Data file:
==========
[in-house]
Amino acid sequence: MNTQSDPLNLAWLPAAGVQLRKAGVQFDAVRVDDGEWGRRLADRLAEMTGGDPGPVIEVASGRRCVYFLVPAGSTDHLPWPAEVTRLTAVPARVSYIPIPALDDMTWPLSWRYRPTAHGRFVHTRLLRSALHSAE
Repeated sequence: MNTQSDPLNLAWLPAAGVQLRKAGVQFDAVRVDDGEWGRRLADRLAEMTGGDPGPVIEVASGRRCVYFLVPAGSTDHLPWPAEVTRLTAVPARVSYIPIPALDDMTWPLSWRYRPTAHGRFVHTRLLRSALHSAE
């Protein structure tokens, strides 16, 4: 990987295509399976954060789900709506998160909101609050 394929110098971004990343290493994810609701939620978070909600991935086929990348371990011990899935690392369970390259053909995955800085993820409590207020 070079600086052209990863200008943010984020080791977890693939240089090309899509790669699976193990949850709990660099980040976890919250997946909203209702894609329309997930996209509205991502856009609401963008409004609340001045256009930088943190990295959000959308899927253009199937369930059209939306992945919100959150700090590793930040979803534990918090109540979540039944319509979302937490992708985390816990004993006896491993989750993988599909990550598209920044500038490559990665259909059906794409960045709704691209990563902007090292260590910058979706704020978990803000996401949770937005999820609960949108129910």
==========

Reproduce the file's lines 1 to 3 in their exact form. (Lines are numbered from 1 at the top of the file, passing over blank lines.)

[in-house]
Amino acid sequence: MNTQSDPLNLAWLPAAGVQLRKAGVQFDAVRVDDGEWGRRLADRLAEMTGGDPGPVIEVASGRRCVYFLVPAGSTDHLPWPAEVTRLTAVPARVSYIPIPALDDMTWPLSWRYRPTAHGRFVHTRLLRSALHSAE
Repeated sequence: MNTQSDPLNLAWLPAAGVQLRKAGVQFDAVRVDDGEWGRRLADRLAEMTGGDPGPVIEVASGRRCVYFLVPAGSTDHLPWPAEVTRLTAVPARVSYIPIPALDDMTWPLSWRYRPTAHGRFVHTRLLRSALHSAE